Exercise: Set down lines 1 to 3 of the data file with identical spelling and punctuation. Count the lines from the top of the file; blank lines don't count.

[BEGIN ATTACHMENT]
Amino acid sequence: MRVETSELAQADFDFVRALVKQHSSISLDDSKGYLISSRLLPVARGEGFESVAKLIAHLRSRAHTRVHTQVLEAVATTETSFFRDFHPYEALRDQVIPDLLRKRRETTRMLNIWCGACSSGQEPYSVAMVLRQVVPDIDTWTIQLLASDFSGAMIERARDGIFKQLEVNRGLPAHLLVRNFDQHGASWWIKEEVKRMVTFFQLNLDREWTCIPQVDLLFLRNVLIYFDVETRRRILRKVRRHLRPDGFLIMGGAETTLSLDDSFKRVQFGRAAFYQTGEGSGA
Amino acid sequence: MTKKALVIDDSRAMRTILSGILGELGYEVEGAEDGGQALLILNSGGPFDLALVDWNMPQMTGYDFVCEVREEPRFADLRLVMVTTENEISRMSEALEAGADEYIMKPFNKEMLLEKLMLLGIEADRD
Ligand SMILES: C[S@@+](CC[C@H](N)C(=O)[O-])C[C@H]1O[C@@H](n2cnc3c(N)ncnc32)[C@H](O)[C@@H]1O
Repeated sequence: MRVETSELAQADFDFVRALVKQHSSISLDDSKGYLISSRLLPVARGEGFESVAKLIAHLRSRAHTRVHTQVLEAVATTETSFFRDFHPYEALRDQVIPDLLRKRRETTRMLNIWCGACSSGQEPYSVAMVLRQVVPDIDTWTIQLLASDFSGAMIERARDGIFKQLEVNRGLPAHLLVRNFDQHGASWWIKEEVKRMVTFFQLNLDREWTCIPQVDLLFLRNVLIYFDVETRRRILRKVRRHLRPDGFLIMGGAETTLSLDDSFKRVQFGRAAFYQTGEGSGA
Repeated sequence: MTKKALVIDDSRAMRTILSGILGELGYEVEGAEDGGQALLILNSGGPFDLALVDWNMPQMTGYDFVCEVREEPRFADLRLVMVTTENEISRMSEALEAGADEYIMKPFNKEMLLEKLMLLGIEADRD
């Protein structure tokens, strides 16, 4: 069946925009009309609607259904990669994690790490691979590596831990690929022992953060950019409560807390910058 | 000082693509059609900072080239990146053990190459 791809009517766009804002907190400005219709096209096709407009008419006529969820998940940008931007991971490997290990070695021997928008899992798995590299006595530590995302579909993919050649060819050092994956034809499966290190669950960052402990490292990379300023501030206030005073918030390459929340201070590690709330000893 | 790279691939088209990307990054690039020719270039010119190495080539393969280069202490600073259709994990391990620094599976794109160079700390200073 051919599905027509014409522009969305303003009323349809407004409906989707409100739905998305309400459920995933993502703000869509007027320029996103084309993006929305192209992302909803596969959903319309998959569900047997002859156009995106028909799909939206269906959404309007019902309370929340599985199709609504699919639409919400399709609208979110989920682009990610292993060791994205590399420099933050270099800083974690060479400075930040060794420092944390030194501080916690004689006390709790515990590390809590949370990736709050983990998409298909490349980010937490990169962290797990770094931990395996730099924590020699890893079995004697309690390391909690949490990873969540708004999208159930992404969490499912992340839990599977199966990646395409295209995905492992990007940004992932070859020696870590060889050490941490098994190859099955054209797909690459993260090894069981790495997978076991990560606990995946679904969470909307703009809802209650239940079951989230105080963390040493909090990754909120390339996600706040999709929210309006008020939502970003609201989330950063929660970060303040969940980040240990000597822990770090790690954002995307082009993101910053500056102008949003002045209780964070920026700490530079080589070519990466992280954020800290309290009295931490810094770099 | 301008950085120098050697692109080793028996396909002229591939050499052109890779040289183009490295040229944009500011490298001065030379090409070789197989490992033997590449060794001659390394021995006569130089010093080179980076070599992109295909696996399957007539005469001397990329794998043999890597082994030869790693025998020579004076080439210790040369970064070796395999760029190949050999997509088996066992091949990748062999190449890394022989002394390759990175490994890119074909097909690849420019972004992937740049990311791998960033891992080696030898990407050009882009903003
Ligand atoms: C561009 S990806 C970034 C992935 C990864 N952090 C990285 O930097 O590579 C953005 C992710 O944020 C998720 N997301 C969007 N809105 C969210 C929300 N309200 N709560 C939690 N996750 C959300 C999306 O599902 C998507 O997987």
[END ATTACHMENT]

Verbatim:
Amino acid sequence: MRVETSELAQADFDFVRALVKQHSSISLDDSKGYLISSRLLPVARGEGFESVAKLIAHLRSRAHTRVHTQVLEAVATTETSFFRDFHPYEALRDQVIPDLLRKRRETTRMLNIWCGACSSGQEPYSVAMVLRQVVPDIDTWTIQLLASDFSGAMIERARDGIFKQLEVNRGLPAHLLVRNFDQHGASWWIKEEVKRMVTFFQLNLDREWTCIPQVDLLFLRNVLIYFDVETRRRILRKVRRHLRPDGFLIMGGAETTLSLDDSFKRVQFGRAAFYQTGEGSGA
Amino acid sequence: MTKKALVIDDSRAMRTILSGILGELGYEVEGAEDGGQALLILNSGGPFDLALVDWNMPQMTGYDFVCEVREEPRFADLRLVMVTTENEISRMSEALEAGADEYIMKPFNKEMLLEKLMLLGIEADRD
Ligand SMILES: C[S@@+](CC[C@H](N)C(=O)[O-])C[C@H]1O[C@@H](n2cnc3c(N)ncnc32)[C@H](O)[C@@H]1O